Teaching English in a Hotel or Resort Setting

Here are a few tips about teaching English in a hotel or resort setting.  

One thing you may not be aware of yet, is that in a hotel/resort setting you will usually teach the employees by department.

This is partly because they have very different language needs and partly because hotels often place employees in different departments according to the level of their English skills.

Usually the most skilled English speakers are going to be working the front office/front desk/reception area.  Next step down would be the Food and Beverage (F&B) department.  F&B people will obviously have different types of conversations with hotel guests than the front office people.

Further down the food chain of English skills would be housekeeping, who would – of course – have a different type conversation with guests and than the maintenance people and further down the line would be groundskeepers.

Groundskeepers are usually going to be asked directions.  They will run into guests outside who want to know where the pool is, the tennis courts, maybe the name of a plant and so on.

Housekeepers will talk about when they might clean a room, a request for more towels and so on.

Maintenance & Engineering Department – the TV or A/C isn’t working, the toilet is clogged, etc.

We can see that they all will have specialized needs for very specific conversations.  The hotel is hiring you to get those people up to speed fast.  It is a business and they want results, so you concentrate only on the specific needs for each area.

Especially for the lower level positions, their English skills may be minimal and teaching a few simple conversations might be all you can accomplish in the limited time allotted for those employees (and they often don’t allot much for lower-level employees).

Lessons need to be very focused and specific. If a reception employee needs to ask a guest’s name or what kind of room they want, what EXACTLY is that question they need to ask to obtain that information?

And what is the likely response from the guest?  Or several likely responses from the guest?  Your students often won’t know these things unless you tell them exactly.  And – you are the teacher – they expect that you will tell them.

You can possibly get some of the back-and-forth conversations that you need to teach from elicitation, but you should be prepared to provide all of it.  THAT is what should be the Presentation or Engagement component of your lesson.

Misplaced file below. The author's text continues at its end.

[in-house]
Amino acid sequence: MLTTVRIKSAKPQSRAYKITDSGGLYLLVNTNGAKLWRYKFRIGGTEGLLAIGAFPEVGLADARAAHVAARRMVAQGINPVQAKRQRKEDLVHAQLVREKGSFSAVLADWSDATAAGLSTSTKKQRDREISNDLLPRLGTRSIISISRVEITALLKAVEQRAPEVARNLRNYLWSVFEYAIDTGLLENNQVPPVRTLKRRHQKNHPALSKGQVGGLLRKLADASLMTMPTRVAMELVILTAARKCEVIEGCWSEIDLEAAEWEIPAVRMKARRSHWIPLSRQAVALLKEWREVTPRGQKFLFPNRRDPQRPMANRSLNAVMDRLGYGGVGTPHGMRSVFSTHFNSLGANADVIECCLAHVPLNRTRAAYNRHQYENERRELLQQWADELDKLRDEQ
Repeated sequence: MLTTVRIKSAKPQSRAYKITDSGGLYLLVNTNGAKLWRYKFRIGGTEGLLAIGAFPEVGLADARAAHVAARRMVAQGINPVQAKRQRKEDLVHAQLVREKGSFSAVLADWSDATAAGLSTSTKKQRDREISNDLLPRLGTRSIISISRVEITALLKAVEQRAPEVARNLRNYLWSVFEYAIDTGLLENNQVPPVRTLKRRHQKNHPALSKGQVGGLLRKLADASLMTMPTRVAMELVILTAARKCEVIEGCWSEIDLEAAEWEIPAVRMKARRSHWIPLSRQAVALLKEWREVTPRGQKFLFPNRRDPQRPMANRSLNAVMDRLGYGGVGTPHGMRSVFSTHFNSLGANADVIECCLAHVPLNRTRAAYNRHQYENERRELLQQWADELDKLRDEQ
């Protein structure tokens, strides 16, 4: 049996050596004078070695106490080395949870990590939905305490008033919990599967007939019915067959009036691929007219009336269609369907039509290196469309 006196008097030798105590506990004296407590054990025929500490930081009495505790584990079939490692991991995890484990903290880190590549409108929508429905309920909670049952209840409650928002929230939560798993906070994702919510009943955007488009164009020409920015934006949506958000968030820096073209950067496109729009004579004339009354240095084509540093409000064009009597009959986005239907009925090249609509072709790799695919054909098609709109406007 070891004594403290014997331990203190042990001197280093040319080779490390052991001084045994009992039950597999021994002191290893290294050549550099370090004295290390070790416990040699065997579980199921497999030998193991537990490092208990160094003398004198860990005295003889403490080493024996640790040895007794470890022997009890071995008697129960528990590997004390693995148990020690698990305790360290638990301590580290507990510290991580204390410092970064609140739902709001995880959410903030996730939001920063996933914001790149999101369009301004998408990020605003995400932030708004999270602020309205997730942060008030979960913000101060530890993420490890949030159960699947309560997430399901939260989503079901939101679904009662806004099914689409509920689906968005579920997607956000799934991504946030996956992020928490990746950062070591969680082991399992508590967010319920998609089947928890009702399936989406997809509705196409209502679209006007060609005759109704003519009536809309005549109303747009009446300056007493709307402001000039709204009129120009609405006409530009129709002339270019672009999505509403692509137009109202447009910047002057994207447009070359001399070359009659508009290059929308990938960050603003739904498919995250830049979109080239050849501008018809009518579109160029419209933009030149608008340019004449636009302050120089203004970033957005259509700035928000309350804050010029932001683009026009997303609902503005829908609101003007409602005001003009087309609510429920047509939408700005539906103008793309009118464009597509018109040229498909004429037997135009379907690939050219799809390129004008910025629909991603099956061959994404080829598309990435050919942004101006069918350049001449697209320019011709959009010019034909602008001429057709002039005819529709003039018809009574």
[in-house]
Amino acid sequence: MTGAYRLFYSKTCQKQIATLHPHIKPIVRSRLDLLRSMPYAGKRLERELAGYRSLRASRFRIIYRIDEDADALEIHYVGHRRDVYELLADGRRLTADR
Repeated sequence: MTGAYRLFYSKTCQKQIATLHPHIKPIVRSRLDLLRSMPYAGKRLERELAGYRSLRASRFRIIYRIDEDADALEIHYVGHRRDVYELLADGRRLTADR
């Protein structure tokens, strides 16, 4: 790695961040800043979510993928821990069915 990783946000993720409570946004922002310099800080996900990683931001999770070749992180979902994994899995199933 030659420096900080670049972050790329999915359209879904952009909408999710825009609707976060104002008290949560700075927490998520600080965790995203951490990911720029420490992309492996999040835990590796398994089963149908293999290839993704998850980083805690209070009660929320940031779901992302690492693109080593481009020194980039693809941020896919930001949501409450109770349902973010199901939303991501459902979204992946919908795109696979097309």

For Practice or Study, structured examples of the back and forth conversation with some variation should be manipulated moving from structured to less structured .  Production or Activation- even more variation and ideally, some real examples from their daily work.

Don’t neglect the Elicitation component of ESP lessons.  It is difficult to know, even if you have good experience in that industry, all the possible problems the staff deal with on a day to day basis.  About ten years ago I was teaching an F&B class how to handle complaints and the #1 complaint – think of one . . .   I am sure you didnt’t guess this one . . . when the guests at the open air restaurant got up to get more food at the morning buffet, the birds were raiding their plates and tables!

TED’s Tips™ #1:   Learn more about teaching Hospitality English at www.TEFLeBooks.com here: http://teflebooks.com/hotel-english/ or about the certification program at www.TEFLBootCamp.com here:  http://teflbootcamp.com/english-for-special-purposes-certification-courses-2/esp-teaching-hotel-and-resort-english/

Why not work in some of the world’s most beautiful settings?

Teaching Internships in China


Teach English in Hotels and Resorts around the World

Teach English in Resorts and Hotels around the World

It is a bit funny that you read so much from different TEFL certification vendors about teaching English around the world: the adventure – the great locations – etc – but none of them EVER seem to talk about one of the best options available to teachers: teaching English at hotels and resorts in some of the world’s best and most beautiful locations.

This is a career option that is a bit counter intuitive when you are starting out.   Go right to the top – to the best hotels and resorts.  Don’t go looking for jobs in the two or three star resorts.  They generally don’t care too much about the English skills of their employees.  It is the five-star hotels, villas and resorts that know that good communication skills equal good guest relations and good service.   And those communication skills are in English as these resorts will serve people from around the world and the only common language is usually English.

How do you find these jobs?  Look at websites that sell five star resorts and hotels.  Look for the best hotels in resort areas.  Check Bali, the Maldives, Kenya, Tanzania, Hainan, the China Beach area of Vietnam, Siem Reap in Cambodia, Phuket and Samui in Thailand, Boracay in the Philippines and just about anywhere else you might think of where tourism is the #1 industry and where it is done well.

Many people teach English because they want to “see the world”  – why not see the very best parts of it?  The parts so popular that major resorts and hotels have been built there.

The best resource around is the Hotel and Resort English eBook offered by TEFL eBooks.  The book was written by a teacher who – at the time – was teaching at a five star resort on a tropical island.  The eBook is a compilation of lessons taught at a Hilton hotel to help staff meet the discriminating wants and needs of their guests.

Just one more great option to try!

TED’s Tips™ #1: Use your imagination a bit and seek employment in some of the worlds most beautiful and interesting resort locations.  Hospitality English is an option not often explored by newbies or even oldies in the TEFL industry.  Go and work in the location of your dreams!